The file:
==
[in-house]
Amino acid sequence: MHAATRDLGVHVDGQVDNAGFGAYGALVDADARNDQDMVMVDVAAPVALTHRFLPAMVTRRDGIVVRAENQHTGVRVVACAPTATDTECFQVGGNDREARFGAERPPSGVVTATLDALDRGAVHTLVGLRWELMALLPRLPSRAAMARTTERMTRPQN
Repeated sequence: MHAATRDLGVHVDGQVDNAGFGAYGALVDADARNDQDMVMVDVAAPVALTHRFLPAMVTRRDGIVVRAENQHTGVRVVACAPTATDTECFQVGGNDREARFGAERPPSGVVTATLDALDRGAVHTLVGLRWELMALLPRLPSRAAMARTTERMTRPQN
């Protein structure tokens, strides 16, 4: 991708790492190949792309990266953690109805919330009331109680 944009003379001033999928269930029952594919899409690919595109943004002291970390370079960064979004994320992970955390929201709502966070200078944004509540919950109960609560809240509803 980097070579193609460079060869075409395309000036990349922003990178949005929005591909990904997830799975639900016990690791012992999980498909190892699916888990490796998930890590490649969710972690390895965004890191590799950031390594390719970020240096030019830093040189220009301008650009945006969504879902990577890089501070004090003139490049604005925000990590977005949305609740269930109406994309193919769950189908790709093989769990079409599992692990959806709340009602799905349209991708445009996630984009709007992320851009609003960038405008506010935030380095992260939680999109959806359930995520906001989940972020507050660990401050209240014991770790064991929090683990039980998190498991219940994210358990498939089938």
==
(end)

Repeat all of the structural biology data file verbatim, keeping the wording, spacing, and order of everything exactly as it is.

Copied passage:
[in-house]
Amino acid sequence: MHAATRDLGVHVDGQVDNAGFGAYGALVDADARNDQDMVMVDVAAPVALTHRFLPAMVTRRDGIVVRAENQHTGVRVVACAPTATDTECFQVGGNDREARFGAERPPSGVVTATLDALDRGAVHTLVGLRWELMALLPRLPSRAAMARTTERMTRPQN
Repeated sequence: MHAATRDLGVHVDGQVDNAGFGAYGALVDADARNDQDMVMVDVAAPVALTHRFLPAMVTRRDGIVVRAENQHTGVRVVACAPTATDTECFQVGGNDREARFGAERPPSGVVTATLDALDRGAVHTLVGLRWELMALLPRLPSRAAMARTTERMTRPQN
């Protein structure tokens, strides 16, 4: 991708790492190949792309990266953690109805919330009331109680 944009003379001033999928269930029952594919899409690919595109943004002291970390370079960064979004994320992970955390929201709502966070200078944004509540919950109960609560809240509803 980097070579193609460079060869075409395309000036990349922003990178949005929005591909990904997830799975639900016990690791012992999980498909190892699916888990490796998930890590490649969710972690390895965004890191590799950031390594390719970020240096030019830093040189220009301008650009945006969504879902990577890089501070004090003139490049604005925000990590977005949305609740269930109406994309193919769950189908790709093989769990079409599992692990959806709340009602799905349209991708445009996630984009709007992320851009609003960038405008506010935030380095992260939680999109959806359930995520906001989940972020507050660990401050209240014991770790064991929090683990039980998190498991219940994210358990498939089938």